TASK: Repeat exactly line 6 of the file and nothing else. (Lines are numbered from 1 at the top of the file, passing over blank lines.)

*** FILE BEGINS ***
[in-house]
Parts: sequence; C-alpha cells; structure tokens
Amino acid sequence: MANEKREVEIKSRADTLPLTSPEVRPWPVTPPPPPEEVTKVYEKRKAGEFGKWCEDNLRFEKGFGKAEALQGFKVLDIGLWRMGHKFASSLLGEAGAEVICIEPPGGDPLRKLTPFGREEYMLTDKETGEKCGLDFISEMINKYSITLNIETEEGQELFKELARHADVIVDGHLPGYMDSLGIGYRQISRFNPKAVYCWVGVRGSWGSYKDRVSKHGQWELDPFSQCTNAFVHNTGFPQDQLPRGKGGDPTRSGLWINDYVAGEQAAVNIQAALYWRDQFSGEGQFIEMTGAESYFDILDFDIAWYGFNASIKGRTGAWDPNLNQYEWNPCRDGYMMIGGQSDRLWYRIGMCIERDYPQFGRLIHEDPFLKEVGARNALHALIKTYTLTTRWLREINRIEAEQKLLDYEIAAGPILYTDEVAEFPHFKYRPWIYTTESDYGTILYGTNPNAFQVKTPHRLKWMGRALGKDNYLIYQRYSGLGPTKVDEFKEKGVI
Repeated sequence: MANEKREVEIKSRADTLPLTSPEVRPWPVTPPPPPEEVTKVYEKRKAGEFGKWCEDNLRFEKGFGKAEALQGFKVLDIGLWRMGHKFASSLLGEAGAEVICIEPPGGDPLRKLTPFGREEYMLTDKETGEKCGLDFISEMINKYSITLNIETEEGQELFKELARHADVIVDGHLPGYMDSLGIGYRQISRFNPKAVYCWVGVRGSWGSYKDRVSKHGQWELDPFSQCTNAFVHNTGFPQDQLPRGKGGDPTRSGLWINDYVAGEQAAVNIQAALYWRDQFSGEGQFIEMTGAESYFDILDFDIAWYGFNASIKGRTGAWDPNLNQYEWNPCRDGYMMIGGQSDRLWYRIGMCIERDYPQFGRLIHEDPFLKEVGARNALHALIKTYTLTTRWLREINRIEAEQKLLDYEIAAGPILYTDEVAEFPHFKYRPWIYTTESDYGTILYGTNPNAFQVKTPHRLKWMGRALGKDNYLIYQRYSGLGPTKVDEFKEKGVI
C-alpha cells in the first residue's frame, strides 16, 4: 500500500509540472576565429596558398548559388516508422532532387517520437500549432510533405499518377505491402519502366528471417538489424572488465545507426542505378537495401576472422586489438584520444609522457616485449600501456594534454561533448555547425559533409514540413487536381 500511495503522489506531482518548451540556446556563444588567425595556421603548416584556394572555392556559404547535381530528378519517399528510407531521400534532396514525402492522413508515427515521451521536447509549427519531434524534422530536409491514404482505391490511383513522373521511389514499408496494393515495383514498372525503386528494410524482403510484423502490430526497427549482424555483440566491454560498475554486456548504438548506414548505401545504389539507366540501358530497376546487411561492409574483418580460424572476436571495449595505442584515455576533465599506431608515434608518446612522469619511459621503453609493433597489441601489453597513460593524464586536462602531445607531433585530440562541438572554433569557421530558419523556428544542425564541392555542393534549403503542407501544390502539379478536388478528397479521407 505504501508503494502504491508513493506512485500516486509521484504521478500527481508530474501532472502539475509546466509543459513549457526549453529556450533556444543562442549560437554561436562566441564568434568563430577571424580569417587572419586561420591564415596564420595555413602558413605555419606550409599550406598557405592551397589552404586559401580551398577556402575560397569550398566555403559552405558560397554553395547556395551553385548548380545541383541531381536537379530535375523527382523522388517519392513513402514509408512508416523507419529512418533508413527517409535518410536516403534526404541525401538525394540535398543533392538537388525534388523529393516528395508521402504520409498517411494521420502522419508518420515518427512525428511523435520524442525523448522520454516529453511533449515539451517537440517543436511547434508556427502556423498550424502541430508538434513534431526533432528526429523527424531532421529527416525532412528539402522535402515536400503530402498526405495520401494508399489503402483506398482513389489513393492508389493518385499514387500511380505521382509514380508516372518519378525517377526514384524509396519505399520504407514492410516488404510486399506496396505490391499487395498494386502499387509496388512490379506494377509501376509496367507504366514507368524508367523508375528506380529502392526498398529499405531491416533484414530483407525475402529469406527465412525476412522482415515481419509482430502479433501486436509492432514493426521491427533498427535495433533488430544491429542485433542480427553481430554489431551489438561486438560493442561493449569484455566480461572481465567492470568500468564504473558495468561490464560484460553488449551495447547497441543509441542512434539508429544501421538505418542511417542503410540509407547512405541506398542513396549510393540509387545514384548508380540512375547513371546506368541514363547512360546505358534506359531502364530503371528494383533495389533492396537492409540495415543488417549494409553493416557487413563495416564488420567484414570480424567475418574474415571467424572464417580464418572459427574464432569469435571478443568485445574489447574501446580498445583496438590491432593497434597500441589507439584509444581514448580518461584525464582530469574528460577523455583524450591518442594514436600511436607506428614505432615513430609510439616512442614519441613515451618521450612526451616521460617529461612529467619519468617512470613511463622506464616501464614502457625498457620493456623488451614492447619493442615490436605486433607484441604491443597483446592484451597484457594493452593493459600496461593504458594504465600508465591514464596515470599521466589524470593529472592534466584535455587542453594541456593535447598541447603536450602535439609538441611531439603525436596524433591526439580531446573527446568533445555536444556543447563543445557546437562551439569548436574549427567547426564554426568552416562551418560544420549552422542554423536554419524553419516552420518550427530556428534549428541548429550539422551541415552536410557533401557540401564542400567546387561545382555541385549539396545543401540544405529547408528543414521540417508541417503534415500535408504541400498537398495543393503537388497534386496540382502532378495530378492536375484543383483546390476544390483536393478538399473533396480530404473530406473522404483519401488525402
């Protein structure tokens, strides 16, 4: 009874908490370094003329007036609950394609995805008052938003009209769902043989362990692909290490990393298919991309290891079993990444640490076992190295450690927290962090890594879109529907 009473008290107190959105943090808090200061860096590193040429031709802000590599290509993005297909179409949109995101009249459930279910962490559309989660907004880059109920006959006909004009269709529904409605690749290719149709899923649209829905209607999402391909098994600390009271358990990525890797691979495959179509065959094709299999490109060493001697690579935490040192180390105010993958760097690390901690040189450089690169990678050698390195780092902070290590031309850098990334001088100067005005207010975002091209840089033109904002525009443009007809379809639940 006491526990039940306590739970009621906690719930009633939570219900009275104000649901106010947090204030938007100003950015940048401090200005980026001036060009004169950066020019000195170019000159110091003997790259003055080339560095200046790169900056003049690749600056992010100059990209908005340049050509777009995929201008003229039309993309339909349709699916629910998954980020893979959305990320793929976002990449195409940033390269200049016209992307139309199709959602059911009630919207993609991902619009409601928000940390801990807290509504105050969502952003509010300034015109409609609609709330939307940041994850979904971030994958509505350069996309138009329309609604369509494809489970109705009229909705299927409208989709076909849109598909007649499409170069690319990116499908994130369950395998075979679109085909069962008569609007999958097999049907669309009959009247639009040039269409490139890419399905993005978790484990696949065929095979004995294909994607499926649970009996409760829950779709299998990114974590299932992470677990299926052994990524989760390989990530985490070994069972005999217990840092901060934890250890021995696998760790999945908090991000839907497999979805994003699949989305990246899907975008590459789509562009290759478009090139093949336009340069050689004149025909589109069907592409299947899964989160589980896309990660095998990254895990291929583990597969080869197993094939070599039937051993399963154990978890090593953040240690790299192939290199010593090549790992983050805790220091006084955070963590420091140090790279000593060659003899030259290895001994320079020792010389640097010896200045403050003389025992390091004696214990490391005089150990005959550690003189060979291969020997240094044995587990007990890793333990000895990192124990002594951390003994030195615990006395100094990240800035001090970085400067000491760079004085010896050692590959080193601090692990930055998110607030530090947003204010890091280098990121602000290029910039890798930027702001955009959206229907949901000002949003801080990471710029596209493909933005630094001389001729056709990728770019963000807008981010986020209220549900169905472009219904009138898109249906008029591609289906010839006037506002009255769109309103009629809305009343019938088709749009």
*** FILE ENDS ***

């Protein structure tokens, strides 16, 4: 009874908490370094003329007036609950394609995805008052938003009209769902043989362990692909290490990393298919991309290891079993990444640490076992190295450690927290962090890594879109529907 009473008290107190959105943090808090200061860096590193040429031709802000590599290509993005297909179409949109995101009249459930279910962490559309989660907004880059109920006959006909004009269709529904409605690749290719149709899923649209829905209607999402391909098994600390009271358990990525890797691979495959179509065959094709299999490109060493001697690579935490040192180390105010993958760097690390901690040189450089690169990678050698390195780092902070290590031309850098990334001088100067005005207010975002091209840089033109904002525009443009007809379809639940 006491526990039940306590739970009621906690719930009633939570219900009275104000649901106010947090204030938007100003950015940048401090200005980026001036060009004169950066020019000195170019000159110091003997790259003055080339560095200046790169900056003049690749600056992010100059990209908005340049050509777009995929201008003229039309993309339909349709699916629910998954980020893979959305990320793929976002990449195409940033390269200049016209992307139309199709959602059911009630919207993609991902619009409601928000940390801990807290509504105050969502952003509010300034015109409609609609709330939307940041994850979904971030994958509505350069996309138009329309609604369509494809489970109705009229909705299927409208989709076909849109598909007649499409170069690319990116499908994130369950395998075979679109085909069962008569609007999958097999049907669309009959009247639009040039269409490139890419399905993005978790484990696949065929095979004995294909994607499926649970009996409760829950779709299998990114974590299932992470677990299926052994990524989760390989990530985490070994069972005999217990840092901060934890250890021995696998760790999945908090991000839907497999979805994003699949989305990246899907975008590459789509562009290759478009090139093949336009340069050689004149025909589109069907592409299947899964989160589980896309990660095998990254895990291929583990597969080869197993094939070599039937051993399963154990978890090593953040240690790299192939290199010593090549790992983050805790220091006084955070963590420091140090790279000593060659003899030259290895001994320079020792010389640097010896200045403050003389025992390091004696214990490391005089150990005959550690003189060979291969020997240094044995587990007990890793333990000895990192124990002594951390003994030195615990006395100094990240800035001090970085400067000491760079004085010896050692590959080193601090692990930055998110607030530090947003204010890091280098990121602000290029910039890798930027702001955009959206229907949901000002949003801080990471710029596209493909933005630094001389001729056709990728770019963000807008981010986020209220549900169905472009219904009138898109249906008029591609289906010839006037506002009255769109309103009629809305009343019938088709749009």